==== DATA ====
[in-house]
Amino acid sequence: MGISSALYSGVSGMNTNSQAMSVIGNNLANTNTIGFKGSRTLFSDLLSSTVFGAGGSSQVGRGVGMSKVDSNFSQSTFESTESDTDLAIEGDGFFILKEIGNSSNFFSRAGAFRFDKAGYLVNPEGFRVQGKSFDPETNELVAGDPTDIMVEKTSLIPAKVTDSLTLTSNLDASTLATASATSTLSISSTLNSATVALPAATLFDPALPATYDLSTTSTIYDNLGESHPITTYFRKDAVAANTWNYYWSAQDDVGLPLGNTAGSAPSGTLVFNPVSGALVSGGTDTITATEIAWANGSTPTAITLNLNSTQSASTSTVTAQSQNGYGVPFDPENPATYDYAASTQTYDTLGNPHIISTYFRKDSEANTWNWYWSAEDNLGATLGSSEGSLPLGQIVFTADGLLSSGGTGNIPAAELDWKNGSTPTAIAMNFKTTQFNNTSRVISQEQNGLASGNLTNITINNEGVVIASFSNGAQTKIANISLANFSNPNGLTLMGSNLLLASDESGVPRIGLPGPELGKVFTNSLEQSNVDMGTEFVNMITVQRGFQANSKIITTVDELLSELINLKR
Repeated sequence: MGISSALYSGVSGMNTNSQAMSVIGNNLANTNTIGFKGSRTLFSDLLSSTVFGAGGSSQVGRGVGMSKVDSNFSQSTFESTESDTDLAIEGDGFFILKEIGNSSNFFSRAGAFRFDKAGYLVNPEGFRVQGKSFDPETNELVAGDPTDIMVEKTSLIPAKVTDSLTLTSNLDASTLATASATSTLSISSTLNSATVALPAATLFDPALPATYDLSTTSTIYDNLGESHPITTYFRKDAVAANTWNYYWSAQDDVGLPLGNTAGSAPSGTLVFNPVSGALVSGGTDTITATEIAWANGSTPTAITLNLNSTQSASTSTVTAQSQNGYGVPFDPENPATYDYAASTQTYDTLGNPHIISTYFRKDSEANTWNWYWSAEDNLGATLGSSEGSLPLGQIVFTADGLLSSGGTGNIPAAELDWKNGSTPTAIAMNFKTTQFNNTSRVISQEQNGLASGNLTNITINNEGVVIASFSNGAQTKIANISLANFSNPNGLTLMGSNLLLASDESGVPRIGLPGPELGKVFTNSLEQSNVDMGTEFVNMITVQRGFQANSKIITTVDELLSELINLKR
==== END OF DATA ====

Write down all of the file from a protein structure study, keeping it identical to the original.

[in-house]
Amino acid sequence: MGISSALYSGVSGMNTNSQAMSVIGNNLANTNTIGFKGSRTLFSDLLSSTVFGAGGSSQVGRGVGMSKVDSNFSQSTFESTESDTDLAIEGDGFFILKEIGNSSNFFSRAGAFRFDKAGYLVNPEGFRVQGKSFDPETNELVAGDPTDIMVEKTSLIPAKVTDSLTLTSNLDASTLATASATSTLSISSTLNSATVALPAATLFDPALPATYDLSTTSTIYDNLGESHPITTYFRKDAVAANTWNYYWSAQDDVGLPLGNTAGSAPSGTLVFNPVSGALVSGGTDTITATEIAWANGSTPTAITLNLNSTQSASTSTVTAQSQNGYGVPFDPENPATYDYAASTQTYDTLGNPHIISTYFRKDSEANTWNWYWSAEDNLGATLGSSEGSLPLGQIVFTADGLLSSGGTGNIPAAELDWKNGSTPTAIAMNFKTTQFNNTSRVISQEQNGLASGNLTNITINNEGVVIASFSNGAQTKIANISLANFSNPNGLTLMGSNLLLASDESGVPRIGLPGPELGKVFTNSLEQSNVDMGTEFVNMITVQRGFQANSKIITTVDELLSELINLKR
Repeated sequence: MGISSALYSGVSGMNTNSQAMSVIGNNLANTNTIGFKGSRTLFSDLLSSTVFGAGGSSQVGRGVGMSKVDSNFSQSTFESTESDTDLAIEGDGFFILKEIGNSSNFFSRAGAFRFDKAGYLVNPEGFRVQGKSFDPETNELVAGDPTDIMVEKTSLIPAKVTDSLTLTSNLDASTLATASATSTLSISSTLNSATVALPAATLFDPALPATYDLSTTSTIYDNLGESHPITTYFRKDAVAANTWNYYWSAQDDVGLPLGNTAGSAPSGTLVFNPVSGALVSGGTDTITATEIAWANGSTPTAITLNLNSTQSASTSTVTAQSQNGYGVPFDPENPATYDYAASTQTYDTLGNPHIISTYFRKDSEANTWNWYWSAEDNLGATLGSSEGSLPLGQIVFTADGLLSSGGTGNIPAAELDWKNGSTPTAIAMNFKTTQFNNTSRVISQEQNGLASGNLTNITINNEGVVIASFSNGAQTKIANISLANFSNPNGLTLMGSNLLLASDESGVPRIGLPGPELGKVFTNSLEQSNVDMGTEFVNMITVQRGFQANSKIITTVDELLSELINLKR